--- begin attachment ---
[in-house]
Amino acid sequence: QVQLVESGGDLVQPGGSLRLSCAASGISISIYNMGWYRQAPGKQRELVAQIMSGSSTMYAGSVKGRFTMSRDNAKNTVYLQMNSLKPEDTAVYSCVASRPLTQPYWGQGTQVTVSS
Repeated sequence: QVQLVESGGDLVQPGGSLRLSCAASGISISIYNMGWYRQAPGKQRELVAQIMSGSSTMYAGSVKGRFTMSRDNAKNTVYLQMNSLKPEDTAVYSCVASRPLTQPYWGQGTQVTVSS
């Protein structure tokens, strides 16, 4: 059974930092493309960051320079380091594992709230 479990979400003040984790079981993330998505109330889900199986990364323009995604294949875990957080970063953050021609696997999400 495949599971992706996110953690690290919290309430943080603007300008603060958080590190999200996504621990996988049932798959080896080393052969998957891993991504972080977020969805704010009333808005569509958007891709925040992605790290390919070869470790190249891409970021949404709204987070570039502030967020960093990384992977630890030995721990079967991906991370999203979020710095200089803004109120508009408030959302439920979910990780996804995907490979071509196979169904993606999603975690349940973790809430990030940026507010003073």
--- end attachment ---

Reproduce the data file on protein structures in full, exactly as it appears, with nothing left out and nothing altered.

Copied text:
[in-house]
Amino acid sequence: QVQLVESGGDLVQPGGSLRLSCAASGISISIYNMGWYRQAPGKQRELVAQIMSGSSTMYAGSVKGRFTMSRDNAKNTVYLQMNSLKPEDTAVYSCVASRPLTQPYWGQGTQVTVSS
Repeated sequence: QVQLVESGGDLVQPGGSLRLSCAASGISISIYNMGWYRQAPGKQRELVAQIMSGSSTMYAGSVKGRFTMSRDNAKNTVYLQMNSLKPEDTAVYSCVASRPLTQPYWGQGTQVTVSS
């Protein structure tokens, strides 16, 4: 059974930092493309960051320079380091594992709230 479990979400003040984790079981993330998505109330889900199986990364323009995604294949875990957080970063953050021609696997999400 495949599971992706996110953690690290919290309430943080603007300008603060958080590190999200996504621990996988049932798959080896080393052969998957891993991504972080977020969805704010009333808005569509958007891709925040992605790290390919070869470790190249891409970021949404709204987070570039502030967020960093990384992977630890030995721990079967991906991370999203979020710095200089803004109120508009408030959302439920979910990780996804995907490979071509196979169904993606999603975690349940973790809430990030940026507010003073």